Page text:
This is a place where people come to do random camping just finding their own spot. Some people have been disrespectful to the land, leaving garbage or tearing up the terrain with RV’s, but did see some new outhouses so that took care of the problem of people defecating where ever they felt like going.
I have been here in the winter as well, to take photos of the bubbles and the sun as it rises up over the mountains.
This time it was hazy where it was raining in the not-too-far-distance. The water of Abraham Lake was high and many parts of the campground was flooded.
I can’t find this page “A walk in the park” that I wrote, yet I have comments on this. I am ANGRY! I could not see my usual posts so I upgraded to a paid site and now they WordPress is talking in a language I do not understand about domains and I am paying money for it?! and can’t see what I just posted?!
I HATE this!
I want it to be like before. I don’t want to deal with domains and pages of instructions that I don’t understand. I am tempted to quit because I did it to relax and enjoy. This is not enjoyable! This is stressful! A walk in the park-not!
I saw lots of Red-winged Blackbirds in this wetland area the other day, with both male and females calling, so some of them may still be looking for mates while others are nesting. There used to be a good number of Yellow-headed Blackbirds here, but I think the Red-wings chased them off.
During a recent trip to a natural area just north of the city, I was happy to spot both male and female Northern Shovelers. The wetlands were pretty dry, but am hoping the rain and snow from a few days ago helped to top up the water level of this popular spot for both birds and people.
It has been a while, didn’t realize that I was going to take such a long break. I want to wish everyone a Merry Christmas, something you feel in your heart without the distractions. I enjoyed getting my few decorations out early this year as a way to brighten things up .
I wish all my visitors and readers, fellow photographers and creative spirits a Merry Christmas, Happy Yule. This has been a tough year for many and we have lost some friends but may there be peace and hope for better days ahead and a happy healthier New Year. Thank you front-line workers at the hospitals, the grocery stores, restaurant owners, cleaners, the list goes on. Have strength, I hope you get rest and a chance to rejuvenate. Blessings to all and remember to be kind. Peace.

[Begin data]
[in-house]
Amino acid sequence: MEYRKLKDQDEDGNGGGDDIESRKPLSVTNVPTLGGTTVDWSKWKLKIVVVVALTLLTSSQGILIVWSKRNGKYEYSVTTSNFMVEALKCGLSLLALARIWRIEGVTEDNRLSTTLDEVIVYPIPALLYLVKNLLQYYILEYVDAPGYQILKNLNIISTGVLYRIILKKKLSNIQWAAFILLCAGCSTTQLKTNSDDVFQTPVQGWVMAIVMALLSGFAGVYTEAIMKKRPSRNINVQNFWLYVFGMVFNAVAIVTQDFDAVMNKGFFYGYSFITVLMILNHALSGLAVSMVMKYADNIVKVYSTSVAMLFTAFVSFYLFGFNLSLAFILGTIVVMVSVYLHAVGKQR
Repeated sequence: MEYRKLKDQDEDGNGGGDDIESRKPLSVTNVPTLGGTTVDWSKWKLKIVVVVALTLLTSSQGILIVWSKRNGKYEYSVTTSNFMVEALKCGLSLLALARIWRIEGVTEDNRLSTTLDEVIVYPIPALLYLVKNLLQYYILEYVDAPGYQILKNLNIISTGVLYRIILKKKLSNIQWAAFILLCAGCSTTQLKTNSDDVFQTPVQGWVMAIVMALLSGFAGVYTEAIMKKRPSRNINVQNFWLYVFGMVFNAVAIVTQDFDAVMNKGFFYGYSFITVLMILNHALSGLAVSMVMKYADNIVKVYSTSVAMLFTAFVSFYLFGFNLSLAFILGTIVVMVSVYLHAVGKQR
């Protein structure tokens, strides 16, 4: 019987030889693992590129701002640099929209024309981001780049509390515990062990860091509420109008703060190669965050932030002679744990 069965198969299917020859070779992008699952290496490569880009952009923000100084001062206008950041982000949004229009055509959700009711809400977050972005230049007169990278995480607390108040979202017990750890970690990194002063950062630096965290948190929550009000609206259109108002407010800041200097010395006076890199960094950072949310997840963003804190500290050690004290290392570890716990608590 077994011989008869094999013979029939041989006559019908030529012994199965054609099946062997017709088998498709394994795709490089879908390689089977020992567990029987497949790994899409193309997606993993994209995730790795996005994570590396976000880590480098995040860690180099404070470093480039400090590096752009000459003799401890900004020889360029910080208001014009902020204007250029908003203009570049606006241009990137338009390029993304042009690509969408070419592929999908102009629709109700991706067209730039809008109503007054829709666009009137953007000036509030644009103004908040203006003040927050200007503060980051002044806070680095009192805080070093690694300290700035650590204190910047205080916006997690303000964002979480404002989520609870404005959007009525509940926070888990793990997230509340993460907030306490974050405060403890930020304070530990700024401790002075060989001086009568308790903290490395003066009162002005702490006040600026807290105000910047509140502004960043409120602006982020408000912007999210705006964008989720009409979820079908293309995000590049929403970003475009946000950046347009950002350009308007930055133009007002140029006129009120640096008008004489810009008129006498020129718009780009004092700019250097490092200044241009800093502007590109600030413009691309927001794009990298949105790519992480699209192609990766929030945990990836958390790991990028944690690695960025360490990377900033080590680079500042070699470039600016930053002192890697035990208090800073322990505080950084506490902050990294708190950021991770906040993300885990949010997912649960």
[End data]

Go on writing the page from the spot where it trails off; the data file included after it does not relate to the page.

On the way to Jasper National park, I spent a night in Hinton so I could save money and visit their “Beaver Boardwalk”. It wasn’t far from the hotel and I was curious. Early evening gave me some good light for a variety of flowers and only a couple of birds.
I picked up some food to take with me and got a good sleep and headed out in the morning after filling the gas tank.
I am house-sitting now and using my tablet which I find difficult, so some features may be missing. Please bear with me.
There were a few Goldeneyes at the pond, with ducklings of different ages and some were quite comical as they scooted across the pond very quickly. They are in the water on the first or second day after they hatch. Females lay anywhere from 5-17 eggs sometimes in high places such as trees and it is amazing the chicks make it out alive when they drop to the ground. The young feed themselves while the female keeps an eye out for predators. They can be very aggressive in defending their young. I have seen ducklings diving on their own, but all of a sudden the female will come from out of nowhere if another duck gets too close. I have seen the female dive and come up underneath the intruding duck. I saw no males, but am pretty sure I heard the squawk sound of a male that he makes when he is displaying.
My friend and I came upon this bird in the middle of the trail, at the Strathcona Wilderness Center east of Edmonton which I supposed was a Grouse at the time. I checked my field guides when I got home , and to the best of my ability identified this as a Ruffed Grouse, based on the squared -off tail with a black band at the end, the black at the upper breast, the white eye line.
At we got closer, I brought my camera to my eye and took a picture. A few steps closer, I stopped for another shot. As we drew closer, taking a couple of steps and one photo at a time, it walked stealthily toward the woods where it disappeared. Luckily it wasn’t rushed out of sight and gave us some opportunity to observe it.
Following are some of the photos I managed to take.
Feel free to set me straight if I am wrong, it is certainly known to happen. I enjoy these finds when out for a walk in nature.